I was stuck in a class on campus and wanted to get on IRC (yes, it was a boring class). My school blocks port 7000. This is normal because IRC is used by botnets for communication. So, I did what I normally do in these situations. I attempted to ssh to a server at work and setup port forwarding.
ssh: connect to host myhost port 22: No route to host
This ticked me off. Who blocks port 22?! Anyways, before getting on IRC was not really important. But now this had gotten personal. God knows I will need to ssh from school at some point for work. I needed to find a way to fix this.
This is where using EC2 is awesome. The Amazon Linux and Ubuntu AMIs (server images) allow you to pass a script to run on first boot. All you need to do is put a shebang at the top of the user data that is given to amazon when you start the instance.
echo >> /etc/ssh/sshd_config
echo "Port 443" >> /etc/ssh/sshd_config
That was all it needed. The first echo is probably not necessary, but it ensured the file ended with a newline. After a reboot (protip: /etc/init.d/sshd restart), I was able to use ssh.
Thank god for the universal firewall bypass ports: 80 and 443!
I was doing some current events articles for school and I decided that OpenOffice was too complex. I was switching between the web-browser and OpenOffice a lot. I liked how simple my web-browser was and questioned why my word processor could not be like that. So, I used another one I had heard of before, AbiWord.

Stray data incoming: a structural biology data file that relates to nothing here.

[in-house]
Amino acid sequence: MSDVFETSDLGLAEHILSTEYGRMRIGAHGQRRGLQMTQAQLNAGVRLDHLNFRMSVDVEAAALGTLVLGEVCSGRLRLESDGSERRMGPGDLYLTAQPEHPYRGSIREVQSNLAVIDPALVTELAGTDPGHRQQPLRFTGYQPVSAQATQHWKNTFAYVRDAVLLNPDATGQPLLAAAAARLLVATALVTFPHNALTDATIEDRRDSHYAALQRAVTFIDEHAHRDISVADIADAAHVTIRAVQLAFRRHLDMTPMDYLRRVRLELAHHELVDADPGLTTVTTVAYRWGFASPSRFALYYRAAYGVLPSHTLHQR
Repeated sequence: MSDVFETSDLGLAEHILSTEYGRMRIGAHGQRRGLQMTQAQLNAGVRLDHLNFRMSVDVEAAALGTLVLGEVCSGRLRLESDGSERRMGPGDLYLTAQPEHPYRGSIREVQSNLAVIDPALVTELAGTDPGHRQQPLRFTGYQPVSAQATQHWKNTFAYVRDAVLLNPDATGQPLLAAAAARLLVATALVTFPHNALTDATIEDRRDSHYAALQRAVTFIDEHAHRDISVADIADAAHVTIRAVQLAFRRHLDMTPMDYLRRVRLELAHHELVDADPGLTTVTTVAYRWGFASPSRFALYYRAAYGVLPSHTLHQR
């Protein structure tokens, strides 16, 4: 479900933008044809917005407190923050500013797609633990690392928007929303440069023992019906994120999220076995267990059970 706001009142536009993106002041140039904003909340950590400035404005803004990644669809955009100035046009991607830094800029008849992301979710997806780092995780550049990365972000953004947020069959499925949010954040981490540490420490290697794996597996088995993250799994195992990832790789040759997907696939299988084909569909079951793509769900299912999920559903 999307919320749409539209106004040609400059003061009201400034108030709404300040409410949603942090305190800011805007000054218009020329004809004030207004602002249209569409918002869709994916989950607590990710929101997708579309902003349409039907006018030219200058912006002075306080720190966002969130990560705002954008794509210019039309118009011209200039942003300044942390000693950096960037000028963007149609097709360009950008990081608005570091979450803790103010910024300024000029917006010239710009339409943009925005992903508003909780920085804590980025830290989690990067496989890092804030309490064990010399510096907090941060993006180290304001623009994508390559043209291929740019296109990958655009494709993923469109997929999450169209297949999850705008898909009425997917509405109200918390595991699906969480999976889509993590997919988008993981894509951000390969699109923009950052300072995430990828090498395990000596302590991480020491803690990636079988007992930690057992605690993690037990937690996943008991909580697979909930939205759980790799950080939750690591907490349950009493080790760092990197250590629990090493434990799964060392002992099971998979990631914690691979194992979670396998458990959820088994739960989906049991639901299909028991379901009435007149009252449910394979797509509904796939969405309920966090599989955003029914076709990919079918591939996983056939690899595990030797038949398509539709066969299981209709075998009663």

It worked perfectly. I wrote up all the current events articles, that I admittedly should have been doing over the past two months, and it worked. Today, I double clicked on my current events document and AbiWord politely said:
AbiWord cannot open /home/stephen/Documents/Government/FCP_Q2/current_events.abw. It appears to be an invalid document
As you can imagine, I was panicking. I worked for hours (2 month project in one day) on it and all of it was gone. I tried double clicking it about five more times. The exact same thing over and over.
After I was convinced that my will alone was not going to fix the problem, I decided to open it in
less. It was plain xml. And all my data, or at least a good portion of it, was still there.
So, I treated it like a standard data extraction job. I fired up
ipython and loaded the broken file.
In: data = open('current_events.abw', 'r').read()
I then imported my favorite xml library and tried to parse it.
In : from lxml import etree
In : doc = etree.fromstring(data)
XMLSyntaxError Traceback (most recent call last)
That explains why AbiWord couldn’t open it… Good thing lxml also has a less strict parser made for html.
In : from lxml import html
In : doc = html.fromstring(data)
In : doc
Out: <Element abiword at 93f847c>
Ok, so apparently that worked. But I still needed my data. From looking at the xml, it appears that all the data is the text and the formatting is all the tags and attributes. So, lets just strip all the xml and see what is left.
In : print ''.join(doc.xpath('//text()'))
Publication: Wall Street Journal
Date: November 6, 2010
Author: Damian Paletta
Topic:GOP to Use Debt Cap to Push Spending Cuts
# More data was here
Perfect! A quick copy and paste to a sane word processor and my data was recovered. However, I still had to reformat it.
Moral? Use what you know if you plan on putting data into it you don’t want to use. Another moral? If you write software, make it a sane format. That way, there is a chance of recovery.